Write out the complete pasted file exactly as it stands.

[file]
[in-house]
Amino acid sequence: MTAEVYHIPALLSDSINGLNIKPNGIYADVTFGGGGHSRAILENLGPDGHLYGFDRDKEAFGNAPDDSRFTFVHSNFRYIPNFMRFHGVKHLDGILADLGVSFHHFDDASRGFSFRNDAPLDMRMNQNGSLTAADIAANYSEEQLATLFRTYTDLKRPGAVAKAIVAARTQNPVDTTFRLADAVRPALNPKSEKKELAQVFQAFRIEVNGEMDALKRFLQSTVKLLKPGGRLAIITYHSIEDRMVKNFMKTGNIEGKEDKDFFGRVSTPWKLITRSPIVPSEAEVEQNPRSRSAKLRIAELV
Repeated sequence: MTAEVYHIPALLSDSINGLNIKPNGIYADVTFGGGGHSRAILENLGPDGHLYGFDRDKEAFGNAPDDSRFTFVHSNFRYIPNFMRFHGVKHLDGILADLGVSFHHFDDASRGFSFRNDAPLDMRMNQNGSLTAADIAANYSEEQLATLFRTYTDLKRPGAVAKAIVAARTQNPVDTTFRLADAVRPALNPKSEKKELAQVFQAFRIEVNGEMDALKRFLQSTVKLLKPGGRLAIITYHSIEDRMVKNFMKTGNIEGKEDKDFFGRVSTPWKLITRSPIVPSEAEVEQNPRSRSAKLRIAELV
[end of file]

[in-house]
Amino acid sequence: MTAEVYHIPALLSDSINGLNIKPNGIYADVTFGGGGHSRAILENLGPDGHLYGFDRDKEAFGNAPDDSRFTFVHSNFRYIPNFMRFHGVKHLDGILADLGVSFHHFDDASRGFSFRNDAPLDMRMNQNGSLTAADIAANYSEEQLATLFRTYTDLKRPGAVAKAIVAARTQNPVDTTFRLADAVRPALNPKSEKKELAQVFQAFRIEVNGEMDALKRFLQSTVKLLKPGGRLAIITYHSIEDRMVKNFMKTGNIEGKEDKDFFGRVSTPWKLITRSPIVPSEAEVEQNPRSRSAKLRIAELV
Repeated sequence: MTAEVYHIPALLSDSINGLNIKPNGIYADVTFGGGGHSRAILENLGPDGHLYGFDRDKEAFGNAPDDSRFTFVHSNFRYIPNFMRFHGVKHLDGILADLGVSFHHFDDASRGFSFRNDAPLDMRMNQNGSLTAADIAANYSEEQLATLFRTYTDLKRPGAVAKAIVAARTQNPVDTTFRLADAVRPALNPKSEKKELAQVFQAFRIEVNGEMDALKRFLQSTVKLLKPGGRLAIITYHSIEDRMVKNFMKTGNIEGKEDKDFFGRVSTPWKLITRSPIVPSEAEVEQNPRSRSAKLRIAELV